India’s central bank pledged to keep its easy money policy for as long as necessary to support the virus-battered economy, while for now leaving borrowing costs unchanged amid stubborn inflation.
The Reserve Bank of India (RBI) will use a variety of tools to ensure easy financing conditions and market stability, Governor Shaktikanta Das said after a meeting of the Monetary
The panel decided to leave the benchmark repurchase rate steady at 4% — a decision forecast by all 32 economists surveyed by Bloomberg. Central banks in the Asia-Pacific have stepped up on stimulus to cushion their economies from the onslaught of the pandemic, including through deeper rate cuts. A resolution to retain an accommodative stance for “as long as necessary” was the closest Indian policy makers got to providing support for an economy that’s now entered a recession.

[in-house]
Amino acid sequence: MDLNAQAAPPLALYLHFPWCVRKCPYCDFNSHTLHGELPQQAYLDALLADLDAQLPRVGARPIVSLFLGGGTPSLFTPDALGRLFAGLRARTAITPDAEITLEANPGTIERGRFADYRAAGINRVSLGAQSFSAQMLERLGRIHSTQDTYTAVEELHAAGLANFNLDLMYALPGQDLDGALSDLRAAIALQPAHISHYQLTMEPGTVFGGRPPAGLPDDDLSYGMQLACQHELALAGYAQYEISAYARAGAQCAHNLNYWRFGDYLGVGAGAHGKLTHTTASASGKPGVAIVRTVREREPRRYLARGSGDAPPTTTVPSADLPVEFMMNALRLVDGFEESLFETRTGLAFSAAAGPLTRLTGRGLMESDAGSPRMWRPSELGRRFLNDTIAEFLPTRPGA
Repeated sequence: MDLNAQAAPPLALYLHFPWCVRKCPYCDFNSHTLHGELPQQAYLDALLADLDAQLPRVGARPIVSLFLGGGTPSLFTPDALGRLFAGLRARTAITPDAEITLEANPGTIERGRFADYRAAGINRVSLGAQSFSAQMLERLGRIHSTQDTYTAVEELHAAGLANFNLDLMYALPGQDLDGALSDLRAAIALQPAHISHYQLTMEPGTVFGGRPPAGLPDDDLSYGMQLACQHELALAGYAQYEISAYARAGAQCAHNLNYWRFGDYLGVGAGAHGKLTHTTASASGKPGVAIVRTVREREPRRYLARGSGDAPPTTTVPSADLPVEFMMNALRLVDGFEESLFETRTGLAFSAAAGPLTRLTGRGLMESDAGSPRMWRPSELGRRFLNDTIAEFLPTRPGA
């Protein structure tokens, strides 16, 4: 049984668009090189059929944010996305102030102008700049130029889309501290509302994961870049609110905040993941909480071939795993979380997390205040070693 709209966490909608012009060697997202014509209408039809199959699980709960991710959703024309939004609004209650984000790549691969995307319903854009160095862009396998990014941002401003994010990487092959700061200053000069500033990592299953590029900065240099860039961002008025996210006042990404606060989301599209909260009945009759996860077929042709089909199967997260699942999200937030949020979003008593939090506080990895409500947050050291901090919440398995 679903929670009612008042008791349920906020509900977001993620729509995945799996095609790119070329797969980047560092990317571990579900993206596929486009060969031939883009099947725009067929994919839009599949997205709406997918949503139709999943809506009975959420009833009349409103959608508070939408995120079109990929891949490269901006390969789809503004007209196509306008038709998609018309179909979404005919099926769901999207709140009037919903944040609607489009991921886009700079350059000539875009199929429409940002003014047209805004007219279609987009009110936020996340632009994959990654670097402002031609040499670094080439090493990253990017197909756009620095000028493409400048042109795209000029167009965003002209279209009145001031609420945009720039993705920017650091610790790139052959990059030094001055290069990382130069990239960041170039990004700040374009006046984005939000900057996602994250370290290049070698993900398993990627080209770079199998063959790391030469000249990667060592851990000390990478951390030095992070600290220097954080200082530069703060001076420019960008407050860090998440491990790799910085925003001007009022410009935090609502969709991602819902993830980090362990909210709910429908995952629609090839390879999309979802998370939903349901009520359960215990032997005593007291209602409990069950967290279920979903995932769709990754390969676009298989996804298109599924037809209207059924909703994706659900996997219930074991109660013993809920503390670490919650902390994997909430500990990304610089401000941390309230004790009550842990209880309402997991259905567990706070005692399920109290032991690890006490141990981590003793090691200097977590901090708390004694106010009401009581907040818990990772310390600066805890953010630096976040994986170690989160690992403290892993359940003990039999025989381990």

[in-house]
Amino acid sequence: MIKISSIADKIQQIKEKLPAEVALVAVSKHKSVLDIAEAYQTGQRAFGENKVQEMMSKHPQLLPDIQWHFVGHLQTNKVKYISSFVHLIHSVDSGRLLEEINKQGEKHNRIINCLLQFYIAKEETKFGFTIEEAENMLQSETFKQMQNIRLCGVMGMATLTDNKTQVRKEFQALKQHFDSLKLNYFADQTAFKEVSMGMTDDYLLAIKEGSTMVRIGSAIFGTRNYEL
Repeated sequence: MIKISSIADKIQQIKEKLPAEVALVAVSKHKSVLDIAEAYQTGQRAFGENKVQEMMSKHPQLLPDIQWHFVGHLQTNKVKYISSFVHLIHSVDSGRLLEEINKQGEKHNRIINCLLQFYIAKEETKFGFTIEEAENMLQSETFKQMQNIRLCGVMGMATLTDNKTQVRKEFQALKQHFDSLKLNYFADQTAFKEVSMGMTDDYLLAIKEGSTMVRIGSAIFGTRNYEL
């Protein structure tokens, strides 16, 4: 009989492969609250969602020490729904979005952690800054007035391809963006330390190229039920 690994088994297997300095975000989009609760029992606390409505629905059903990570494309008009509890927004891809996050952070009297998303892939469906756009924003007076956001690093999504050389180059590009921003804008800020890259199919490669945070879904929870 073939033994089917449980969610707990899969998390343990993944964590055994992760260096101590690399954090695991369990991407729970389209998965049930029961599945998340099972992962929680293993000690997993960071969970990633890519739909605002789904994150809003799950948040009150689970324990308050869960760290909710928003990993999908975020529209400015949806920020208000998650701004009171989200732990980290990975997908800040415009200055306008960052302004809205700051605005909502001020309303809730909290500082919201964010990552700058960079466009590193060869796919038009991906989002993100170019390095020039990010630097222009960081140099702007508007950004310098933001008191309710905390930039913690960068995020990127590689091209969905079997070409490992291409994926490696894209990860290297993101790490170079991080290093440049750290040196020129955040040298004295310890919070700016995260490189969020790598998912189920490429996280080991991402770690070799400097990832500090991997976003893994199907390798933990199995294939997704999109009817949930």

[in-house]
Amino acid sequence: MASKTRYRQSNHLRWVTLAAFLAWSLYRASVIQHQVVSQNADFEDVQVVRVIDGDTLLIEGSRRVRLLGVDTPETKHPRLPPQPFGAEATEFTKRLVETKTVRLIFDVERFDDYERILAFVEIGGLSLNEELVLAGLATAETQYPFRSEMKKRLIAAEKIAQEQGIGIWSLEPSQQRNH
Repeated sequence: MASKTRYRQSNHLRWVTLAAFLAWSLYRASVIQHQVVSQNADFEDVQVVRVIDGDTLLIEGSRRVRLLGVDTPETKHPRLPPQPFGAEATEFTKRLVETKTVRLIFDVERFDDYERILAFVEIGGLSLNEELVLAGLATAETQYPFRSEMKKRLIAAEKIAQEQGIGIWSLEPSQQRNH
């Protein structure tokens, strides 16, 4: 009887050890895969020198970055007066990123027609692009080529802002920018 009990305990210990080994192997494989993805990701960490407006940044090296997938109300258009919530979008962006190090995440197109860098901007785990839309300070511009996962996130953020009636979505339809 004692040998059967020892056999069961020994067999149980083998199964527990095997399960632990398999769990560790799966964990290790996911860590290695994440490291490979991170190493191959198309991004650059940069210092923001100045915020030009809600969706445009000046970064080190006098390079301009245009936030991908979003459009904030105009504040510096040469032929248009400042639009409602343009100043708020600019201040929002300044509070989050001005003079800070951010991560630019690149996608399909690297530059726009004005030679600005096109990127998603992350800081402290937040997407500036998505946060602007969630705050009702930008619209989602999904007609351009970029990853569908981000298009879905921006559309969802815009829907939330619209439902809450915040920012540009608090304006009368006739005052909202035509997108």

A surge in inflation has prevented Das from following through on earlier calls for coordinated policy action in response to the pandemic.
Thirteen Asia-Pacific economies had paused rate
cuts between mid-July and end-September, with Australia, Indonesia, and the Philippines resuming policy easing since. Das has instead relied on unorthodox measures to support the economy. He’s used the Federal Reserve-style Operation Twist — buying long-dated debt while selling short-tenor bonds — to keep benchmark borrowing costs down, while the central bank’s suspected intervention in the foreign exchange market and subdued demand for loans has kept the banking system flush with cash.
Sovereign bonds advanced as the RBI refrained from taking steps to soak up that liquidity, which was expected by markets.